The market ended lower this week after investors retreated from an uninspired rebound bid throughout the week. The S&P 500 and the Nasdaq Composite both declined 0.3 percent. Small-cap Russell 2000 fell 0.8 percent while the Dow Jones Industrial Average slid 0.9 percent.
Nine of the eleven S&P 500 market sectors ended in the red. The utilities with -1.4 percent, consumer discretionary with -1.5 percent, real estate with -2.0 percent, were noticeable losers; however, the energy with +5.2 percent and communications services posting +0.5 percent were the sectors that ended higher. Energy stocks were substantially higher, followed by the crude oil price, which posted +$4.93, or +6.3 percent gain with the closure of $84.39.
The yield on the Ten-year note was not the problem this week, as it was flat at 1.77 percent. The problem was that the market was still concerned over the Fed's tightening plan and the soaring prices of growth stocks, decreasing technical factors, and the sluggish beginning of the Q4 earnings reporting season.
Federal Reserve Chair Powell, Vice Chair candidate Lael Brainard, and many more central bank officials stated that they favor tightening policies to help keep inflation under control. Powell said in his confirmation hearing that he believes the Fed will stop buying assets in March, increase rates through this year, and let its balance sheets be drained towards the close of the calendar year.
But I'm not convinced. The latest inflation rate is out, and the official figure is 7 percent, which is considerably higher than the 2 percent Fed goal rate. The real-world inflation rate without any government tricks to decrease it is around 15 percent, as stated by economic expert John Williams at Shadowstats.com. And to make matters even more complicated, there is a reason why the Producer Price Index (PPI) has just surpassed record-setting levels year over year, reaching 9.8 percent, which is much higher than the average.
It is clear that the Fed has been in a frantic attempt to control its situation; however if they raise interest rates and shut off the easy money, could it cause a crash in the economy? Keep in mind that there are mind-boggling derivatives and debt that amount to hundreds of trillions of dollars. Many experts predict it would not take much intervention for the central bank to lose out of complete control and melt everything down.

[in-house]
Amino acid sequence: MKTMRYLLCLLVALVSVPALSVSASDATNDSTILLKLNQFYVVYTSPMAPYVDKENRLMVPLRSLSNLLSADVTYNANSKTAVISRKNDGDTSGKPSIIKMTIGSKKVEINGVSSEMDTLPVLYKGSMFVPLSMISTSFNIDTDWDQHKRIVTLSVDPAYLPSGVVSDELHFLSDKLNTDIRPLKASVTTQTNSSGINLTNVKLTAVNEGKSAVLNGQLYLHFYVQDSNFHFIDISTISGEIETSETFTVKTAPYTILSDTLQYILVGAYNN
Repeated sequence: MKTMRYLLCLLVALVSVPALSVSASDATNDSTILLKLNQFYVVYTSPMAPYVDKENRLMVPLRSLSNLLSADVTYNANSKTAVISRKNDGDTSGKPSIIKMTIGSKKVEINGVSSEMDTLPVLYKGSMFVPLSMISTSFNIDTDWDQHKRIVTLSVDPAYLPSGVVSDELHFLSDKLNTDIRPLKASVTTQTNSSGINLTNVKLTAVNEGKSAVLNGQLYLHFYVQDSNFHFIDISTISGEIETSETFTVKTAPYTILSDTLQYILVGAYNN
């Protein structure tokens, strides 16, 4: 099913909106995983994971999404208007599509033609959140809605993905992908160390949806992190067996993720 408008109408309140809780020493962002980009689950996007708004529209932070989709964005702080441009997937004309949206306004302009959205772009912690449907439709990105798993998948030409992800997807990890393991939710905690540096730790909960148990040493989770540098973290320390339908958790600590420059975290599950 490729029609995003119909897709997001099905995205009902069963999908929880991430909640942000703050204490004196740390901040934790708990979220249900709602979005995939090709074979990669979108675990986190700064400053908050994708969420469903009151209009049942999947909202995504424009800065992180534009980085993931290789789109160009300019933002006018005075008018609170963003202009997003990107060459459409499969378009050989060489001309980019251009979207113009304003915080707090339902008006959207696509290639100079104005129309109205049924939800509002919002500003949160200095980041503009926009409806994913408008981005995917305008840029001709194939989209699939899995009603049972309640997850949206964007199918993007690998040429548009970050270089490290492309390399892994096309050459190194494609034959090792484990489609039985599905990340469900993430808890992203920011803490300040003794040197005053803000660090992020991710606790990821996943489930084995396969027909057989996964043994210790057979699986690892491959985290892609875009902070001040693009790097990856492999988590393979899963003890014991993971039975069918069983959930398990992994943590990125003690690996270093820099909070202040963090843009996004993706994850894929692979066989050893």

Bond market investors faced a challenge as yields climbed in response to the rise in inflation and the Fed jabbing about the upcoming tightening of monetary policy. Its most widely used U.S. Ten-year U.S. Treasury increased 60 basis points (bps) over the year to end at 1.51 percent. The yield on the Two-year notes that tracks the expectations for the Fed funds increased by 9 basis points, bringing it to 0.96 percent.
The U.S. Dollar accumulated ground, alongside crude oil prices, while precious metals rebounded this week as rising inflation and increasing interest rates come to be the babbling topic. From last Friday's session, gold climbed $17 to close at $1817, and silver increased 50 cents to finish the week at $22.94.
Comex exchange gold deliveries over the first three days of the new year totaled 2,744 contracts denoting 8.53 tonnes of the metal. Unfashionable silver consignments totaled 55.36 tonnes for the white metal.
European stock market ended the week small lower. The losses were kept by the consistent performance of the information technology and the energy sector, materials and industrials issues slid towards the opposing side.
The Asia region's market(s) ended lower in the week's final trading. Equities were still struggling with higher-than-expected inflation rates, particularly within the U.S., which has raised the possibility of tighter monetary policies globally and weighed down the growth-related industries like information technology.
This article was printed from TradingSig.com